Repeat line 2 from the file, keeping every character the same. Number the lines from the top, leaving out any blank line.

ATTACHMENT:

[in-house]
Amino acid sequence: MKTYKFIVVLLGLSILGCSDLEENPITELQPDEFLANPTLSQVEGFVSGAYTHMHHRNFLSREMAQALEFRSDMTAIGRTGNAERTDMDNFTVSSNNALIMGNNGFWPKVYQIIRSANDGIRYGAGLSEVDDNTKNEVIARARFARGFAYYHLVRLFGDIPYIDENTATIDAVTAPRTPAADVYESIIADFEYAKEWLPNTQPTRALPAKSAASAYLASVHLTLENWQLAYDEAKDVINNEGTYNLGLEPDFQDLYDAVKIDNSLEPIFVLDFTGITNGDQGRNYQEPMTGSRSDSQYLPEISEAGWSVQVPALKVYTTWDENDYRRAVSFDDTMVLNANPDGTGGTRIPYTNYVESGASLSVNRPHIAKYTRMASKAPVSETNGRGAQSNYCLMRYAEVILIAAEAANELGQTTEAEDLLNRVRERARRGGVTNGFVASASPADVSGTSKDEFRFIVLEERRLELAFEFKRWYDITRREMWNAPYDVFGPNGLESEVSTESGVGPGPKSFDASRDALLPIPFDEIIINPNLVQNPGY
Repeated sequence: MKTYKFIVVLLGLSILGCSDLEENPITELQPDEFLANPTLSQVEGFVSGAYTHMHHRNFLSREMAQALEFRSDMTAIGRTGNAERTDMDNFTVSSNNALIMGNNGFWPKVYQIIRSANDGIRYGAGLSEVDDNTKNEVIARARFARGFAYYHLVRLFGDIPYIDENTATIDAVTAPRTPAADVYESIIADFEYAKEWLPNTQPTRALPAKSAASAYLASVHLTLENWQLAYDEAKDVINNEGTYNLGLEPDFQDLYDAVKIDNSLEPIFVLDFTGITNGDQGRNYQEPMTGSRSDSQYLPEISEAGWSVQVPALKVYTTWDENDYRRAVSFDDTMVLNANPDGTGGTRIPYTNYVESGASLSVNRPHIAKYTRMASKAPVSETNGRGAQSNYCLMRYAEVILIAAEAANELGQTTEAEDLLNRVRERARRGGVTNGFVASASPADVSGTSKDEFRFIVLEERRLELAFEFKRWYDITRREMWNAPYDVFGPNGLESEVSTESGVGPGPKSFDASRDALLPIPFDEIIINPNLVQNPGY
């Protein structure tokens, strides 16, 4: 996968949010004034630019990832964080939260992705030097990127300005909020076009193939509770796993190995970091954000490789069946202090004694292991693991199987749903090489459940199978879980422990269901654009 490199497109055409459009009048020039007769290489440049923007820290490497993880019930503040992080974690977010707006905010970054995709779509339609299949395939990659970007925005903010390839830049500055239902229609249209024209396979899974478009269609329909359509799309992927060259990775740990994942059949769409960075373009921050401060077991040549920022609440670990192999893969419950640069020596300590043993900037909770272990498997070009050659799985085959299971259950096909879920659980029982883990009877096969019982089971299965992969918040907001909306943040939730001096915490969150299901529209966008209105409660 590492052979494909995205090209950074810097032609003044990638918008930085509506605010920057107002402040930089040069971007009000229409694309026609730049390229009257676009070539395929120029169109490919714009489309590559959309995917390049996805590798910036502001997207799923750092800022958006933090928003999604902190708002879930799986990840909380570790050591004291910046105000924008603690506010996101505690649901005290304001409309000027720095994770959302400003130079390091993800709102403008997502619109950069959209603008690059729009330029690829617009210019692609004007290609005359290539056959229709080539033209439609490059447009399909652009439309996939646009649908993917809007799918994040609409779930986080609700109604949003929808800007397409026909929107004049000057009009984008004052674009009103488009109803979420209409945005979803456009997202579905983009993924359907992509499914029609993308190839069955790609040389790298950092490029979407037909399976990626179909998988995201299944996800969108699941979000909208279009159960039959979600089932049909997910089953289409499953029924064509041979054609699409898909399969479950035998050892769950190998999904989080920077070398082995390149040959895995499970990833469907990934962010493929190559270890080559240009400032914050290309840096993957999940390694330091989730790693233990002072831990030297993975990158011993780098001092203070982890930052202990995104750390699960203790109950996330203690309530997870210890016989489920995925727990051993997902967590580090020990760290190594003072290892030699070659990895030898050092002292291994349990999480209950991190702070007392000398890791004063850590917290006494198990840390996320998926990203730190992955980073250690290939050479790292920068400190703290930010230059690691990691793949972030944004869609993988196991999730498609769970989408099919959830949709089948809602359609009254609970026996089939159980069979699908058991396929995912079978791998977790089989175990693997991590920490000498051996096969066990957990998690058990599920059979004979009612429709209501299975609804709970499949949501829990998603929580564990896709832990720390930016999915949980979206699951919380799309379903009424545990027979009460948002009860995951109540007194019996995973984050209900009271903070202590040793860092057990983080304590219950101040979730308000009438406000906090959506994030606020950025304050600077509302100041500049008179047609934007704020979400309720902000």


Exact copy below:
Amino acid sequence: MKTYKFIVVLLGLSILGCSDLEENPITELQPDEFLANPTLSQVEGFVSGAYTHMHHRNFLSREMAQALEFRSDMTAIGRTGNAERTDMDNFTVSSNNALIMGNNGFWPKVYQIIRSANDGIRYGAGLSEVDDNTKNEVIARARFARGFAYYHLVRLFGDIPYIDENTATIDAVTAPRTPAADVYESIIADFEYAKEWLPNTQPTRALPAKSAASAYLASVHLTLENWQLAYDEAKDVINNEGTYNLGLEPDFQDLYDAVKIDNSLEPIFVLDFTGITNGDQGRNYQEPMTGSRSDSQYLPEISEAGWSVQVPALKVYTTWDENDYRRAVSFDDTMVLNANPDGTGGTRIPYTNYVESGASLSVNRPHIAKYTRMASKAPVSETNGRGAQSNYCLMRYAEVILIAAEAANELGQTTEAEDLLNRVRERARRGGVTNGFVASASPADVSGTSKDEFRFIVLEERRLELAFEFKRWYDITRREMWNAPYDVFGPNGLESEVSTESGVGPGPKSFDASRDALLPIPFDEIIINPNLVQNPGY